The technical landscape for modern electronics and devices is complex.
Historically, after a consumer device such as a speaker, television or dishwasher had made it to a production line modification to those products were out of the question. Devices were in a carefully designed, known good, trusted state by this point, with a predictable behaviour and a relatively predictable shelf life. Any changes were going to be expensive for the business, and therefore carefully planned and scrutinised. The product would continue to operate as intended because there was no outside force trying to constantly fiddle with it. These were the good old days, but they are for the most part well and truly gone.
Device manufacturers are now under pressure to pack as many features into their devices as possible in order to win the consumer war, which means most hardware devices are now really software devices just pretending to be hardware devices. Fridges which used to be simple white metal appliances with a single mission to cool their contents using simple pumps and heat exchangers are now trying to sense their contents, determine which foodstuff might be going bad, guess who is about to open the door and offering internet based reordering services.
These new features deliver consumer value but require design complexity. Complexity demands connectivity and connectivity means risk. Even if connectivity isn’t really required to carry out the core tasks of the device, once a certain threshold of complexity has been crossed connectivity is going to be required. Removing software bugs, extending the life of internal components, like batteries and motors, adding new competitive features, offloading expensive computing tasks to central servers can all be solved cheaply if our devices are internet connected. This makes it a logical design strategy for modern manufacturers but the security industry has been slow to support the needs of this revolution and this has created issues.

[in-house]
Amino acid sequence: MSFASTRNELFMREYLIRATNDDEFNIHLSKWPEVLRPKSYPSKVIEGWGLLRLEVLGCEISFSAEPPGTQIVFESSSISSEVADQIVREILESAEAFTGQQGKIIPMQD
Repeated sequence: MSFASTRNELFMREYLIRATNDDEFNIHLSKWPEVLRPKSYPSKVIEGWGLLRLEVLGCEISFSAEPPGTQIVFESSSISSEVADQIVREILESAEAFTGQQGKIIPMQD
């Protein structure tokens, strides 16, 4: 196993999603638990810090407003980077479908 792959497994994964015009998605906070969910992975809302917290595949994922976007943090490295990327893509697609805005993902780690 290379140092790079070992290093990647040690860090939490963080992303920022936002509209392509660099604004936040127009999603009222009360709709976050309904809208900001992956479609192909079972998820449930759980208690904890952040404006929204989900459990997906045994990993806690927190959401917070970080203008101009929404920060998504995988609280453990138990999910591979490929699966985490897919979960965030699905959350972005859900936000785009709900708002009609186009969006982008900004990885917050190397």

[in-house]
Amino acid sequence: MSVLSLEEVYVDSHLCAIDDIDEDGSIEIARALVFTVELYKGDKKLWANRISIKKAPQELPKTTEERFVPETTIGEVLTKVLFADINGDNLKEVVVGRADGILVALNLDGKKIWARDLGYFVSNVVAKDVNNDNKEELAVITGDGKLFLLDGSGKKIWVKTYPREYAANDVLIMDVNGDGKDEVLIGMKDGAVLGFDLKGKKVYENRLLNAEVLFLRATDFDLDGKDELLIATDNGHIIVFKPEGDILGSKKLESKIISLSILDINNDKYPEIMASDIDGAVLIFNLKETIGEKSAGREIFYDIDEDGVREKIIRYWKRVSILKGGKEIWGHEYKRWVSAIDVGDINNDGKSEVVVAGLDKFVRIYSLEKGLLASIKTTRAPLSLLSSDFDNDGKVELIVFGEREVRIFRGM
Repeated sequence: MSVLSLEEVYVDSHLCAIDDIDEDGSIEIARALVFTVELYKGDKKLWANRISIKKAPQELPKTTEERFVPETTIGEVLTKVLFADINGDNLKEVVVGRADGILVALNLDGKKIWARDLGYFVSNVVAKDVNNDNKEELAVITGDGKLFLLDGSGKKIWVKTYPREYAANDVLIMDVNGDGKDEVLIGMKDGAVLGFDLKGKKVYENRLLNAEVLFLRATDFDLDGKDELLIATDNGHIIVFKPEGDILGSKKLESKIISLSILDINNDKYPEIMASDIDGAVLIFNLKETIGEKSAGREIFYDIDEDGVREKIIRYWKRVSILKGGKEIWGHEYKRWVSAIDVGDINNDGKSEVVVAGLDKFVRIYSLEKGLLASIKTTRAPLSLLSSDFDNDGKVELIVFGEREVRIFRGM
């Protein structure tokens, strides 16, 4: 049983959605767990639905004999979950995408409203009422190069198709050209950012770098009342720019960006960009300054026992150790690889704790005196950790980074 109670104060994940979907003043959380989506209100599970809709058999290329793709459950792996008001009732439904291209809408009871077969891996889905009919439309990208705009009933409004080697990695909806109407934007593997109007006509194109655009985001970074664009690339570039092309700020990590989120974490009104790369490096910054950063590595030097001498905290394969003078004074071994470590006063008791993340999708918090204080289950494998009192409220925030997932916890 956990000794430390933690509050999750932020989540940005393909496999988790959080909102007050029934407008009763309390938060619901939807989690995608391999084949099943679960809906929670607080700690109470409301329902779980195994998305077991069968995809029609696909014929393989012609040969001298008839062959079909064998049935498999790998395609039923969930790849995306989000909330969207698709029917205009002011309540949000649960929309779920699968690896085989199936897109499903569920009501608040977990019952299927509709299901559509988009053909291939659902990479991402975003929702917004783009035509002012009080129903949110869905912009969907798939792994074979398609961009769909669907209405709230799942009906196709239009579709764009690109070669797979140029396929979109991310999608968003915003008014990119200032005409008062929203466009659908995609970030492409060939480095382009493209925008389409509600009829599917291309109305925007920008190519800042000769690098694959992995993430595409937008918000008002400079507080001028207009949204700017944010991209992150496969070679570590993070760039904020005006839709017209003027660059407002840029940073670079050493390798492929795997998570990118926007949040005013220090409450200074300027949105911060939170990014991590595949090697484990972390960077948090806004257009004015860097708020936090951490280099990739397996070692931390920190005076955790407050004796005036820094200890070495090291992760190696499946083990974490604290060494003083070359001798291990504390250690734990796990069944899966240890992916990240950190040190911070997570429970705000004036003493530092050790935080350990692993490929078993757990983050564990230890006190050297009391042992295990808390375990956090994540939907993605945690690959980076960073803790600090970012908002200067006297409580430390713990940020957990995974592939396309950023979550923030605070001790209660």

Introducing connectivity into consumer devices brings risk on multiple fronts. There is clearly technical and reputational risk to the device manufacturers themselves if something goes wrong (of which some major brands will care greatly while smaller offshore manufacturers may not care at all), but this is just the beginning.
Poorly secured IoT devices have already been misused by determined hackers in almost every conceivable scenario over the past few years. From intruding on consumer privacy, to compromising previously well secured parts of a host network to commanding massive bot armies of vulnerable devices in order to launch powerful attacks against industries and even countries – no opportunity to misuse an IoT weaknesses has been wasted.
Security vulnerabilities in software and even electronics is not a new phenomenon, but the sheer scale and pervasiveness of the IoT problem now has the industry and regulators very worried.
Traditionally, dealing with vulnerabilities in consumer products has been relatively well understood process of risk identification and management. If problems existed in a product but there was no connectivity then the operating parameters are usually well known and the likelihood and impact of something bad happening was easily determined and usually too insignificant to worry about. In fact, the chances of a vulnerability ever being discovered when a product has never been exposed to the internet is incredibly low because there isn’t much point or opportunity for anyone to even go looking for one.